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Grammar and Technology

Technology Changes—Good Grammar Doesn’t

Ashley Leone

Everyone has their pet peeves—I have several. Some of them are pretty mundane and relatable, like people who don’t use their blinker (rude and unsafe, guys). Others may be more specific to me, like when I get a fortune cookie that is more of a saying than a fortune. But the pet peeve that really grinds my gears is when people use bad grammar on a digital device—especially using acronyms instead of full sentences.

I know some really smart, accomplished people who would absolutely slaughter me at Trivial Pursuit and mimic Alex Trebek in their Jeopardy! knowledge. And yet, these intelligent human beings will have the nerve to text me “OMW C U L8R.”


First off, why are you using acronyms? Regardless of the way it’s presented or received, writing should always be easy to read and understand. Acronyms, for the most part, aren’t easy. Sure, some are fairly well-known, like LOL, but many are only well established within certain demographics. I shouldn’t have to Google your message to decrypt it. Same goes with using letters and numbers in place of actual words.

Some argue that using acronyms and initials is just how texting works. But that’s just a big fat lie those people have to tell themselves in order to sleep at night.

Here’s the truth: When texting first hit the masses, yes, abbreviated speak was an acceptable practice. But it wasn’t because the grammar world rolled over and died—it was out of necessity.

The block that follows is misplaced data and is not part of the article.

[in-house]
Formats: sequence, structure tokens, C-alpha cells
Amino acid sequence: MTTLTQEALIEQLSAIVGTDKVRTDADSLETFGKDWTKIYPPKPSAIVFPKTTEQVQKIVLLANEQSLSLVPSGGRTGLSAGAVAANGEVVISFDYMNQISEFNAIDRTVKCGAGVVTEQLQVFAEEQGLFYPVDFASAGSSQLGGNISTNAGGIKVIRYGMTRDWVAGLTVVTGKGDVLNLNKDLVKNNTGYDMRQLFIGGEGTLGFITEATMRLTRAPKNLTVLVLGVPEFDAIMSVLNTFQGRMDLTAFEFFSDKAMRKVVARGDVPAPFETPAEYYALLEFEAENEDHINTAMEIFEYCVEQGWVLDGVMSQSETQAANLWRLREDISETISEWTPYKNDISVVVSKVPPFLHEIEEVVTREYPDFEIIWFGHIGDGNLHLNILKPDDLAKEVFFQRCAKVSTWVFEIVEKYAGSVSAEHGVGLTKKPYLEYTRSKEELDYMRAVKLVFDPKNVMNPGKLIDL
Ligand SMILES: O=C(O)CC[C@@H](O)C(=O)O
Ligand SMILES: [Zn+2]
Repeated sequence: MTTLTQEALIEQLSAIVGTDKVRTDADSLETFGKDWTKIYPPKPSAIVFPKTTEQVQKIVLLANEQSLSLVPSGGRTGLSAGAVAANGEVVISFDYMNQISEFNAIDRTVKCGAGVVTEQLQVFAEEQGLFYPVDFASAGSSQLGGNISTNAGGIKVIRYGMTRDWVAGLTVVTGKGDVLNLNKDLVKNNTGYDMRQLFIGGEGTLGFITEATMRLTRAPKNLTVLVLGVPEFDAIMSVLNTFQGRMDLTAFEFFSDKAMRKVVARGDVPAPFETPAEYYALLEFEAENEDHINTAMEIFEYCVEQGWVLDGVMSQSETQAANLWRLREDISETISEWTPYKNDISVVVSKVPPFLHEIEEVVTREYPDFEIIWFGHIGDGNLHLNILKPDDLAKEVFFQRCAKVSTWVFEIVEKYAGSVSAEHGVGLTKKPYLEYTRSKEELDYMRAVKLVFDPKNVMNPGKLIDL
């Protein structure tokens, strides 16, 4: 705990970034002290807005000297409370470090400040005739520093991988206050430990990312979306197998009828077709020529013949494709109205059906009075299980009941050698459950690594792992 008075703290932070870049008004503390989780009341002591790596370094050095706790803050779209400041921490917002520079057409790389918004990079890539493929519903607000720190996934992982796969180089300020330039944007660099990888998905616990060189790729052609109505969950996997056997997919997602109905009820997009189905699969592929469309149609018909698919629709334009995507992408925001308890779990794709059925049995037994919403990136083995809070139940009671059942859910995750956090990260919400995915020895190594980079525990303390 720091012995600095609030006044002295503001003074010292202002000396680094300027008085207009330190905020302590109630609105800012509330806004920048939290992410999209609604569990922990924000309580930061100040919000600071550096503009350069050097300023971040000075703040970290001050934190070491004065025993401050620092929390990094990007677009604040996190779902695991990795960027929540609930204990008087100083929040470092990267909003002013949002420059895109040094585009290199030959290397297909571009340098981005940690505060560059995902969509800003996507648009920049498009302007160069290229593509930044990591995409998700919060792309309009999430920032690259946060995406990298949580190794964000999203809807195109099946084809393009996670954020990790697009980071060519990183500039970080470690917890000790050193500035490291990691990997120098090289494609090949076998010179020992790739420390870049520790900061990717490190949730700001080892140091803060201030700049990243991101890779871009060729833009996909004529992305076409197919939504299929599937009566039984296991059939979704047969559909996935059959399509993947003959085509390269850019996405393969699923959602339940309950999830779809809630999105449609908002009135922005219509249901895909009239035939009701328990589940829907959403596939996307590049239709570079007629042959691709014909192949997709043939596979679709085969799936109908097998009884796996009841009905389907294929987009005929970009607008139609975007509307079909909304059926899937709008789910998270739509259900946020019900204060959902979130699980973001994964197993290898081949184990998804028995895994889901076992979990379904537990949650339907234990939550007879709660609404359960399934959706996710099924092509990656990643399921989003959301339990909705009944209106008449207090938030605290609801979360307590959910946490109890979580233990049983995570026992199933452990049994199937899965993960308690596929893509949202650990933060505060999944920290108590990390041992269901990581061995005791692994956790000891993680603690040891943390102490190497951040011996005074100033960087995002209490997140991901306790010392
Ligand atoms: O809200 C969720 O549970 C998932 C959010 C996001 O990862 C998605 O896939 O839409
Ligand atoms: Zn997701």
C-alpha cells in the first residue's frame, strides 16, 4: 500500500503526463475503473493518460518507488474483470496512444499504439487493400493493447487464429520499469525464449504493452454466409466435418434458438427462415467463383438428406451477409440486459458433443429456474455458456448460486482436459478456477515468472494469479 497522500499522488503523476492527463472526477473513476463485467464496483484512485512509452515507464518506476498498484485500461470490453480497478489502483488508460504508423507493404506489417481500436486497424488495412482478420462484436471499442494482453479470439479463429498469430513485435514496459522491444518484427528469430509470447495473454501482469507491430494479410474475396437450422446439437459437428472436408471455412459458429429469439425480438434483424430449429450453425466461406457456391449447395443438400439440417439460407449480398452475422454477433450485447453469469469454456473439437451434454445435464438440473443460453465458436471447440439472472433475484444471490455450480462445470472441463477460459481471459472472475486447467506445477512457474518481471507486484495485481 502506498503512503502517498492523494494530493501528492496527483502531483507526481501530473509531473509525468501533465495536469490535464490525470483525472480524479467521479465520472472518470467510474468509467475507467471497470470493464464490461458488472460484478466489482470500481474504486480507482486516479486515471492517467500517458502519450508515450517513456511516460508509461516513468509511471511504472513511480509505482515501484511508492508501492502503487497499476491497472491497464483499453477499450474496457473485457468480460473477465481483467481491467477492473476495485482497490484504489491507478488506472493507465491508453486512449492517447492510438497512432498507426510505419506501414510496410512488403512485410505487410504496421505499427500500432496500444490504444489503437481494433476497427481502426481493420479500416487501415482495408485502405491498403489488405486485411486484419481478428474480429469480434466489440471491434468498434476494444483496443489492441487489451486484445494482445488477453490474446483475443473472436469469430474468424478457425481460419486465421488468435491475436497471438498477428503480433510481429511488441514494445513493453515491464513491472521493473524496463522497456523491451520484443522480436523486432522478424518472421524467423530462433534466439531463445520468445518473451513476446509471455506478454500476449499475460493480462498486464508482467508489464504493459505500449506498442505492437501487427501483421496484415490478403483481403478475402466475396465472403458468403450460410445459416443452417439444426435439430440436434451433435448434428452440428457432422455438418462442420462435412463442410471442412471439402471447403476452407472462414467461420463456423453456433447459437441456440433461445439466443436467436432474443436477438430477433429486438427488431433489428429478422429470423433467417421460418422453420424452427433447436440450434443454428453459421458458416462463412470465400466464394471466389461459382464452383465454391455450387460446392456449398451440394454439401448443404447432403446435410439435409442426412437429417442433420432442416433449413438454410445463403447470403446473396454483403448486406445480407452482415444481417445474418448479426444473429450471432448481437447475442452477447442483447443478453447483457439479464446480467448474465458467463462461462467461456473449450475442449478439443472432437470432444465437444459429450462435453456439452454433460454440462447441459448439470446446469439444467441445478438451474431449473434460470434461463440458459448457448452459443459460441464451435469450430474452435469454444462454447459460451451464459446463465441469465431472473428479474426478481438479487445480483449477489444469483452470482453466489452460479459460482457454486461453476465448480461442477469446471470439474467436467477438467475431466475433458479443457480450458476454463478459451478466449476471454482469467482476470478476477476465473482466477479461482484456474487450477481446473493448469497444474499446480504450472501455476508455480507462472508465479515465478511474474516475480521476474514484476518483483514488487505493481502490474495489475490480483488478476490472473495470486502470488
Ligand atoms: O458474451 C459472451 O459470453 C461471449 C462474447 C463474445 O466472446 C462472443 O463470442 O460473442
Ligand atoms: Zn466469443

Once upon a time, just starting a text took a great amount of effort. Navigating a Nokia “brick” cellphone’s home screen to create a new message took at least eight very intentional, if-you-mess-up-you-have-to-start-over button presses. Writing the message was even worse. It wasn’t just clicking a letter, it was clicking a number key a certain amount of times to get a letter. It took days to type anything out. And then (surprise!) the text message could only contain so many characters, so a simple message like “On my way, see you later” had to be sent as two texts.

But with smartphones, you don’t have to press the number 6 three times to get an O, you just press O. And, the amount of time it takes to type “On” vs. “O” is essentially the same. The amount of time it takes your reader to figure out that OMW means “on my way” is significantly longer. Plus, your brain actually has to translate your super-cool, grammatically correct English language into this chopped up, channeling Avril Lavigne c. 2002 nonsense; so it’s actually more effort than you think.

Let’s be honest, the only real reason you’re texting in code is because you’re lazy. It doesn’t really save any time, and it actually takes your brain more effort to translate “on my way” into “OMW.” It truly is more work than it’s worth. (As a side note, to all those who object to spelling out words because they’re driving and don’t want to be looking at the screen any longer than they have to, YOU SHOULD NOT BE TEXTING AND DRIVING!)

So, yes—if you’ve found yourself in a time warp and navigating a flip phone, by all means, do whatever you have to do to get a text out, even if it means using acronyms. But frankly, sending out smoke signals or—God forbid—calling will probably get your message out faster.

link https://www.iwco.com/blog/2017/11/28/texting-using-acronyms/
Ashley Leone


Ashley Leone

As a Corporate Communications Specialist at IWCO Direct, Ashley is a skilled writer and editor with experience in a wide variety of written communications including email, direct mail, social media, and technical writing. A graduate of Concordia College, she is known for saying “teamwork makes the dream work” and being a bit of a perfectionist. She is a former sorority president who enjoys baking, shark movies, and Diet Coke.

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